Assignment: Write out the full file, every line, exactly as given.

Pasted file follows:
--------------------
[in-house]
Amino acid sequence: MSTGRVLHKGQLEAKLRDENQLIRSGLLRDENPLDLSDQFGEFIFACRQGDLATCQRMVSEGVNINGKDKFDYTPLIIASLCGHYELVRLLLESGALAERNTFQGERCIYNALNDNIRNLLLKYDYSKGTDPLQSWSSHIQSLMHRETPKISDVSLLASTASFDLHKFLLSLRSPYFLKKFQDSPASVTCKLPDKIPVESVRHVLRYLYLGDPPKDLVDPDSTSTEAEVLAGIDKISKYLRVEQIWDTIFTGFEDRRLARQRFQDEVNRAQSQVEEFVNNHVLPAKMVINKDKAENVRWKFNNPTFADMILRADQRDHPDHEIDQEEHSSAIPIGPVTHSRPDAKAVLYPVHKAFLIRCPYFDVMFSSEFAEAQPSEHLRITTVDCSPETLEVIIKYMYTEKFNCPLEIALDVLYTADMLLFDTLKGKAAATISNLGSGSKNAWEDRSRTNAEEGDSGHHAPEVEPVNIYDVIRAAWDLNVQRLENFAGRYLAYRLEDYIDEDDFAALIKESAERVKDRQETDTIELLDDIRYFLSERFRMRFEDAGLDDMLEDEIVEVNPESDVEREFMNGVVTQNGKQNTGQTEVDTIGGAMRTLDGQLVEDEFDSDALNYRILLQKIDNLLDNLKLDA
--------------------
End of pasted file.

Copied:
[in-house]
Amino acid sequence: MSTGRVLHKGQLEAKLRDENQLIRSGLLRDENPLDLSDQFGEFIFACRQGDLATCQRMVSEGVNINGKDKFDYTPLIIASLCGHYELVRLLLESGALAERNTFQGERCIYNALNDNIRNLLLKYDYSKGTDPLQSWSSHIQSLMHRETPKISDVSLLASTASFDLHKFLLSLRSPYFLKKFQDSPASVTCKLPDKIPVESVRHVLRYLYLGDPPKDLVDPDSTSTEAEVLAGIDKISKYLRVEQIWDTIFTGFEDRRLARQRFQDEVNRAQSQVEEFVNNHVLPAKMVINKDKAENVRWKFNNPTFADMILRADQRDHPDHEIDQEEHSSAIPIGPVTHSRPDAKAVLYPVHKAFLIRCPYFDVMFSSEFAEAQPSEHLRITTVDCSPETLEVIIKYMYTEKFNCPLEIALDVLYTADMLLFDTLKGKAAATISNLGSGSKNAWEDRSRTNAEEGDSGHHAPEVEPVNIYDVIRAAWDLNVQRLENFAGRYLAYRLEDYIDEDDFAALIKESAERVKDRQETDTIELLDDIRYFLSERFRMRFEDAGLDDMLEDEIVEVNPESDVEREFMNGVVTQNGKQNTGQTEVDTIGGAMRTLDGQLVEDEFDSDALNYRILLQKIDNLLDNLKLDA